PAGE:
A former soldier has been found guilty of killing a man at an army checkpoint in Northern Ireland more than 30 years ago. David Jonathan Holden, 53, had been trial at Belfast Crown Court accused of the manslaughter of Aidan McAnespie in February 1988. Mr McAnespie, 23, was killed in Aughnacloy, Co Tyrone, moments after walking through a border security checkpoint.
He was on his way to a local Gaelic Athletic Association club when he was shot in the back.
Holden, who was 18 at the time, had admitted firing the shot which killed Mr McAnespie but had said he had fired the weapon by accident because his hands were wet.
But trial judge Mr Justice O’Hara said he was satisfied beyond reasonable doubt that Holden was guilty of manslaughter by gross negligence.
He said that Holden should have appreciated from the moment he pulled the trigger the consequences of his actions.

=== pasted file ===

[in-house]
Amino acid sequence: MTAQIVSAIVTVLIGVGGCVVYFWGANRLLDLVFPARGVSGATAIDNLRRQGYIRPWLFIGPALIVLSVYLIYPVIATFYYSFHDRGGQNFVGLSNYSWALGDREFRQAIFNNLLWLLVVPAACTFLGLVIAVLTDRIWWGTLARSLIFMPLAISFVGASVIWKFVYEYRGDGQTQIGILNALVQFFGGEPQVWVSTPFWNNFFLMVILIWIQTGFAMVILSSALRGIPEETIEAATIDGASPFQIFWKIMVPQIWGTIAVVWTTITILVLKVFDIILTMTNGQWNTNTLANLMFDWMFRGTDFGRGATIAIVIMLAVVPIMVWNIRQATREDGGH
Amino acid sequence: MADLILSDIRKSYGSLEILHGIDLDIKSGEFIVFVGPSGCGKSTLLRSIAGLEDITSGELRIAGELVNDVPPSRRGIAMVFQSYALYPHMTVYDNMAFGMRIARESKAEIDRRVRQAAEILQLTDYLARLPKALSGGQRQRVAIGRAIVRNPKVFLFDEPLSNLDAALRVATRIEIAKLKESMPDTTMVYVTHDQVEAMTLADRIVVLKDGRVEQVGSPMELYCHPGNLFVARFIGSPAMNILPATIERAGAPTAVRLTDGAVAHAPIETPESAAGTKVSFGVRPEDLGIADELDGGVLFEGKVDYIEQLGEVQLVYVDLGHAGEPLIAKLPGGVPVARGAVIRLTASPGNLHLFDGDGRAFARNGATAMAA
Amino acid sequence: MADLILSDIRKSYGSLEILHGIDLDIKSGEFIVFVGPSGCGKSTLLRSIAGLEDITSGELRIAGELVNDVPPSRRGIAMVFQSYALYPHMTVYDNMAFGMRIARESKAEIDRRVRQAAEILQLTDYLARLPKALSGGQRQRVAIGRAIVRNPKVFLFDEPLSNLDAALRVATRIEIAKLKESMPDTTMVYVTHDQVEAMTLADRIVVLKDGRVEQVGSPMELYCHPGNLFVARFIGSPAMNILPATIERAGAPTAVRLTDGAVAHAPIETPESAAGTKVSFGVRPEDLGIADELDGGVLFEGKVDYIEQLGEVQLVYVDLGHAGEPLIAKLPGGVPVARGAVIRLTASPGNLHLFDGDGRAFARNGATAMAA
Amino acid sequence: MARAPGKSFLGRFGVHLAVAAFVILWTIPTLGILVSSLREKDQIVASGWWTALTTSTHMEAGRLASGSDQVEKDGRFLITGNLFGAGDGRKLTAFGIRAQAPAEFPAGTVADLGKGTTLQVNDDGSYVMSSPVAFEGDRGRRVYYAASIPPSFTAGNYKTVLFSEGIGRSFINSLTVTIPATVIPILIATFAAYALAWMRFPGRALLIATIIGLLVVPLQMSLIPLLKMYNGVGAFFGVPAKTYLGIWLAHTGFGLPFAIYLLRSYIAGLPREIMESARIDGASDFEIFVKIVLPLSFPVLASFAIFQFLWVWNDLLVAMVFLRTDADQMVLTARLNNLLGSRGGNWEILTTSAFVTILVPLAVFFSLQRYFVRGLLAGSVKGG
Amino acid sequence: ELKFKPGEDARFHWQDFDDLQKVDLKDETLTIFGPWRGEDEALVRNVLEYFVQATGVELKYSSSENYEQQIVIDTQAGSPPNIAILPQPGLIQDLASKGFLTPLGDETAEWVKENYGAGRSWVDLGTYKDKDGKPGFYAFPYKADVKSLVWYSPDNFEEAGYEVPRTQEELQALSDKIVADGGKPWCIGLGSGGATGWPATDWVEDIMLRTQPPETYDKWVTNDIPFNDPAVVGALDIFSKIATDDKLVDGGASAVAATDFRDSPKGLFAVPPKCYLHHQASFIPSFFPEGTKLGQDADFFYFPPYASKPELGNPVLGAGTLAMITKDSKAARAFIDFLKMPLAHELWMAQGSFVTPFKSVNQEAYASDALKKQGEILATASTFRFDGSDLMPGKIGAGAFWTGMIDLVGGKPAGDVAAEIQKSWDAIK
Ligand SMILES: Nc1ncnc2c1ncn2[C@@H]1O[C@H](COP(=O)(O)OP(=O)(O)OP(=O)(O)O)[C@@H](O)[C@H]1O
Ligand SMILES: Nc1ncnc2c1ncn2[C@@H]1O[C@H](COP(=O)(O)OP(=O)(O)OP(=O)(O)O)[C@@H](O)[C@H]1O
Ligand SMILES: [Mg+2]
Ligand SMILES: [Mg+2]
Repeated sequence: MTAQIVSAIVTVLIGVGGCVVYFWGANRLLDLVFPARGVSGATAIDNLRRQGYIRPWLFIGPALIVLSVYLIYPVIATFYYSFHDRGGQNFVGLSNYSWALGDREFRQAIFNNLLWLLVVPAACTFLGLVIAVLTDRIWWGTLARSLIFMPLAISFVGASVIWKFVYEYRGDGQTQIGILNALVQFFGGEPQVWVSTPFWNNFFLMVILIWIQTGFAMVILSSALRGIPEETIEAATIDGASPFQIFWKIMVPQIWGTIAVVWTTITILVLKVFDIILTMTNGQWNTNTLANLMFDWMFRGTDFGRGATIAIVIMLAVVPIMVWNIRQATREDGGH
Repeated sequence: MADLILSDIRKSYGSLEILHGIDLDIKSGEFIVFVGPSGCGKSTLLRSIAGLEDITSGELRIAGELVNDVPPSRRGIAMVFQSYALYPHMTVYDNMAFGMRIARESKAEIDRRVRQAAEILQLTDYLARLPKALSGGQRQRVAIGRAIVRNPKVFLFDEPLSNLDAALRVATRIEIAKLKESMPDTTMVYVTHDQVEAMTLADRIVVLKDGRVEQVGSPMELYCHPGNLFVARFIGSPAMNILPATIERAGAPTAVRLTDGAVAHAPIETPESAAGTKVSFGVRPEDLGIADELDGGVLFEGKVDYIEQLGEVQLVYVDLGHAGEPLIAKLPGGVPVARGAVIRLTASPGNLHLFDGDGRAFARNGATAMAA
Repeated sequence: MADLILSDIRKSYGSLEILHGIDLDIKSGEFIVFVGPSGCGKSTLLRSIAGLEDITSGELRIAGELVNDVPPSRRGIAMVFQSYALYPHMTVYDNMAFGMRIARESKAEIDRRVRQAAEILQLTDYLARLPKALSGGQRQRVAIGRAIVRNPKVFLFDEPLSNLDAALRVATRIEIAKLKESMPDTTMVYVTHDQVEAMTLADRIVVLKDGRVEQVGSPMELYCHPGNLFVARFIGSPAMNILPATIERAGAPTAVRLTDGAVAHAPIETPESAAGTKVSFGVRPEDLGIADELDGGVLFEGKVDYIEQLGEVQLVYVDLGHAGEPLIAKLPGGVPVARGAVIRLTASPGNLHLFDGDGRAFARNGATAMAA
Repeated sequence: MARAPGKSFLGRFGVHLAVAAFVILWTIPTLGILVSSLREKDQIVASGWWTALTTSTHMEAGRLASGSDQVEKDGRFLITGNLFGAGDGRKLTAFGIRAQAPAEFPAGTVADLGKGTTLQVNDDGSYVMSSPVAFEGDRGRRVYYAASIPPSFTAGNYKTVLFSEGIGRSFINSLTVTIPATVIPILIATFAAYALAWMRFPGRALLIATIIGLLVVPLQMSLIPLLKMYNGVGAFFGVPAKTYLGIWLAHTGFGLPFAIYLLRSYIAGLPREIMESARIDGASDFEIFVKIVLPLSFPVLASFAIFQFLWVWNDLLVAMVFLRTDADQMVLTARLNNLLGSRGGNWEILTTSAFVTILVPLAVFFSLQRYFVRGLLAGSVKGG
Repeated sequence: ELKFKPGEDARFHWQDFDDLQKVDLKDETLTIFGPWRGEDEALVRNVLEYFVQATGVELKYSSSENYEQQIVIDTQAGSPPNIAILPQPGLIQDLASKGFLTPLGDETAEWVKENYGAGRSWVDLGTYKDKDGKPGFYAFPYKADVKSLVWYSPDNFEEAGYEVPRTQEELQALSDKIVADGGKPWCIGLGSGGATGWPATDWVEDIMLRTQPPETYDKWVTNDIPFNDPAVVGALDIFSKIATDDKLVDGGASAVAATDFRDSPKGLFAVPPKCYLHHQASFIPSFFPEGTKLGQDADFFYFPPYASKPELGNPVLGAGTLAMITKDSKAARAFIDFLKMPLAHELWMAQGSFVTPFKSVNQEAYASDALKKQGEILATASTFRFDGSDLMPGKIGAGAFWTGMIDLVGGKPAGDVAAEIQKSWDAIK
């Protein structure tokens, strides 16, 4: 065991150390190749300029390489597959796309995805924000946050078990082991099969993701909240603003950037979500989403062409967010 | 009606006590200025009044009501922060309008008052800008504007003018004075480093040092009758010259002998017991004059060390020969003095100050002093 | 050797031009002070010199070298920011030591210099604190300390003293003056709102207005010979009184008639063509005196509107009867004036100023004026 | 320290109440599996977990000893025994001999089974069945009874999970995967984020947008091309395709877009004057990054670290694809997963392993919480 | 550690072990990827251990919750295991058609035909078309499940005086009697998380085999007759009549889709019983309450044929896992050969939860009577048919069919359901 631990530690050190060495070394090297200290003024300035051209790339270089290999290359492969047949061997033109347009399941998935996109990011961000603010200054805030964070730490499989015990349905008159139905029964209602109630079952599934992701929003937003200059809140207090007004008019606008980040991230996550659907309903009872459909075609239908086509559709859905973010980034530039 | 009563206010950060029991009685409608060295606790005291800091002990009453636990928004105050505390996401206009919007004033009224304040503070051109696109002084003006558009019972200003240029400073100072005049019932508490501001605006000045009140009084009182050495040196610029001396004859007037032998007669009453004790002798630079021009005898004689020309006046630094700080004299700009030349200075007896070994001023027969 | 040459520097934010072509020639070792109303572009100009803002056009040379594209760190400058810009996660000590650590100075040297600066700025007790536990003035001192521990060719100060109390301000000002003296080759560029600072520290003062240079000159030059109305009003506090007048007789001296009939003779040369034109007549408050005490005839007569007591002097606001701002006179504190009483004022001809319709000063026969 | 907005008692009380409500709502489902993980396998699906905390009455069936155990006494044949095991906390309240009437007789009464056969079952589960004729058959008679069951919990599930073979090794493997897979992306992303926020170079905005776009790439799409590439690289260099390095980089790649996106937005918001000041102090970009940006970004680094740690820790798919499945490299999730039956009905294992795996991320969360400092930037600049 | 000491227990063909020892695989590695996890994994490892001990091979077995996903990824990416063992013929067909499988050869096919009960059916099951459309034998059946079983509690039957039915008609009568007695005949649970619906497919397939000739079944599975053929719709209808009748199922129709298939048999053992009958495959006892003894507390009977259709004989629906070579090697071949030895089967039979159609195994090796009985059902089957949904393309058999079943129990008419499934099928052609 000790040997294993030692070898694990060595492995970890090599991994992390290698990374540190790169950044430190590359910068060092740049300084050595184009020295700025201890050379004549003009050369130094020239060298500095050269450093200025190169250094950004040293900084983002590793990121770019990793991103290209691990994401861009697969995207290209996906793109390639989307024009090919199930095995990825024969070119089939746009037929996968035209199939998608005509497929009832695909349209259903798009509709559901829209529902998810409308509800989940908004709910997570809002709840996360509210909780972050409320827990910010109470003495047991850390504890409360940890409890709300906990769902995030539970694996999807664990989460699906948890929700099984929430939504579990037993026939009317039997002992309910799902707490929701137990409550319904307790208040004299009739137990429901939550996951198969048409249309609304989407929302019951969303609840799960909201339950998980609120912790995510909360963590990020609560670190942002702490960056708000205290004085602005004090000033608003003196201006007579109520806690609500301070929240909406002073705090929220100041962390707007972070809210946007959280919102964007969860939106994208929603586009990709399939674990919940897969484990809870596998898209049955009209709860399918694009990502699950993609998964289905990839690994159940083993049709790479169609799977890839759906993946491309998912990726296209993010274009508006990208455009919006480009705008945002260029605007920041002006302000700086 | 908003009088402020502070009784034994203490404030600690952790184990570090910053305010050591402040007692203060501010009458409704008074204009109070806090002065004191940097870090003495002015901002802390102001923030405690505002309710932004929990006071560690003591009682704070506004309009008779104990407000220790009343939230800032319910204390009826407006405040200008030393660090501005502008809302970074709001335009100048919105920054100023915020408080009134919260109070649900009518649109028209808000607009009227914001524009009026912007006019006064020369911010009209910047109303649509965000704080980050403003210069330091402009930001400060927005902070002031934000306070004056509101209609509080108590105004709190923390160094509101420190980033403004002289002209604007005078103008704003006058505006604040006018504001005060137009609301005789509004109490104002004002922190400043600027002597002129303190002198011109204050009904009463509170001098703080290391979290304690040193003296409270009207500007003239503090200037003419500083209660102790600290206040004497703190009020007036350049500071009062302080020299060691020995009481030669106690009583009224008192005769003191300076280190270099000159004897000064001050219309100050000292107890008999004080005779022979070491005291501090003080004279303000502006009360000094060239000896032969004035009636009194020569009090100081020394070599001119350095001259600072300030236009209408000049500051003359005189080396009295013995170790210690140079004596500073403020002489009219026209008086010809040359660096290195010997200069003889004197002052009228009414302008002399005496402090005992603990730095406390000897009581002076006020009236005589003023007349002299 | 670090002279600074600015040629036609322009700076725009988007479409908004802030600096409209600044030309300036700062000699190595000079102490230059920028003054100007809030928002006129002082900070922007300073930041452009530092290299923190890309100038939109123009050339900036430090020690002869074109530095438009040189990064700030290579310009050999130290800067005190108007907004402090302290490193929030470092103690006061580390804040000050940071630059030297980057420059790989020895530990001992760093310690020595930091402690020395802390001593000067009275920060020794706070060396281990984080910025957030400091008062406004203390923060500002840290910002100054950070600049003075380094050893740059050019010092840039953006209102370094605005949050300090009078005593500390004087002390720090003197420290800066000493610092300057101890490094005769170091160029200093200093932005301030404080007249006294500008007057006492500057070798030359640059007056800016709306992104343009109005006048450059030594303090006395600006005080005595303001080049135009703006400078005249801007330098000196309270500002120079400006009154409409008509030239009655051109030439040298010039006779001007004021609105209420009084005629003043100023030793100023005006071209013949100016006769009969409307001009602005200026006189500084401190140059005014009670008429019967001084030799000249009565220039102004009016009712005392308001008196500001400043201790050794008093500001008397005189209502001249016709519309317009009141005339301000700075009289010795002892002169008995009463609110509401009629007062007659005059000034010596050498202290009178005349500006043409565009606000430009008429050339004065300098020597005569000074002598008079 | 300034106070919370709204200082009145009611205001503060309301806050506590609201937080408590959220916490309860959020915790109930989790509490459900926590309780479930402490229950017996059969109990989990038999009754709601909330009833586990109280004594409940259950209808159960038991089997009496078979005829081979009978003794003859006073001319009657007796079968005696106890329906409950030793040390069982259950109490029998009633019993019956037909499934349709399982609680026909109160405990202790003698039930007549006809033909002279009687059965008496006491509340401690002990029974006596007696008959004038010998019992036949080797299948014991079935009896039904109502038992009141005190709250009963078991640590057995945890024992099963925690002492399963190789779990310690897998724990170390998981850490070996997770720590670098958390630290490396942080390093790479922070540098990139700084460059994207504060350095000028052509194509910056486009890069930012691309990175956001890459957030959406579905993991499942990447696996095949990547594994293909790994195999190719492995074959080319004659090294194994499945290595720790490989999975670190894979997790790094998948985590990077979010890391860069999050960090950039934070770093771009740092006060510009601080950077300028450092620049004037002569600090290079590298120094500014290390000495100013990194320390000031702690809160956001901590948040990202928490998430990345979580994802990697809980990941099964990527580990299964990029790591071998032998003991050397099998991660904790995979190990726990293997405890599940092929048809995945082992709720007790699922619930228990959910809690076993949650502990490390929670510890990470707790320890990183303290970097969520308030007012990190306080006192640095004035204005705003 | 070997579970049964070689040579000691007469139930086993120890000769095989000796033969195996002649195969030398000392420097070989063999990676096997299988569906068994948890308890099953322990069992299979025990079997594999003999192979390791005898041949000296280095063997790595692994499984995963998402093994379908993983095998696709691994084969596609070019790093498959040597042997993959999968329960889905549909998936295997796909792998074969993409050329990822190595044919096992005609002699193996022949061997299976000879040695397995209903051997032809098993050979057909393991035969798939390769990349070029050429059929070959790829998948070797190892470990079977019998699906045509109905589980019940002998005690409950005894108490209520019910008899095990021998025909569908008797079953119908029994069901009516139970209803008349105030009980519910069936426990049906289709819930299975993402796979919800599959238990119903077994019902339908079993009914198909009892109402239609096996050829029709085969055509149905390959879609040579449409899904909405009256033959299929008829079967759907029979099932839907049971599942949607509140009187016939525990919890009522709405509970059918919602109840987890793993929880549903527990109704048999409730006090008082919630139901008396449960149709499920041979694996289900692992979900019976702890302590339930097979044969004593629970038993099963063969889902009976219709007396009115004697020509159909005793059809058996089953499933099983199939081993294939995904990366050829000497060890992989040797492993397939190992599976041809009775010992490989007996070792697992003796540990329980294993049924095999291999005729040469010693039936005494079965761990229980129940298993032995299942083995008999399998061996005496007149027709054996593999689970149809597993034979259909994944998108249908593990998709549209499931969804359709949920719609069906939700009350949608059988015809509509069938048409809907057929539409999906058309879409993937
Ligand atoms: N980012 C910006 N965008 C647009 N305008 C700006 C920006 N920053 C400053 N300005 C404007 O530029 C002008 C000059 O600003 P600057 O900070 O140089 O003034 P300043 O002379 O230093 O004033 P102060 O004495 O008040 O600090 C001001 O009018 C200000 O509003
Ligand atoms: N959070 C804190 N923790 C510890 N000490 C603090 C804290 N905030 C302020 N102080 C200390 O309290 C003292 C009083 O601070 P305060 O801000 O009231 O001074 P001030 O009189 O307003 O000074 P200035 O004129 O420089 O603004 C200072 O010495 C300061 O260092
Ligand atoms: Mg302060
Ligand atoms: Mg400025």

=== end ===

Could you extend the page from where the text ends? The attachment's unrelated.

Holden is a former Grenadier guardsman from England, whose address in court documents was given as c/o Chancery House, Victoria Street, Belfast.
The case was heard in a Diplock format without a jury sitting.
Supporters for Holden gathered outside the court each day the trial sat.
The trial proceeded amid continuing controversy over government plans to deal with Northern Ireland’s troubled past.
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The 53-year-old had denied the charge of gross negligent manslaughter during his non-jury trial at Belfast Crown Court.
But trial judge Mr Justice O’Hara said he was satisfied beyond reasonable doubt that the defendant was guilty. He found Holden had pointed a machine gun at Mr McAnespie and pulled the trigger, while assuming the gun was not cocked.
He told Belfast Crown Court: “That assumption should not have been made.” He also said the former soldier had given a “deliberately false account” of what happened.
The judge said: “The question for me is this – just how culpable is the defendant in the circumstances of this case? In my judgment he is beyond any reasonable doubt criminally culpable.”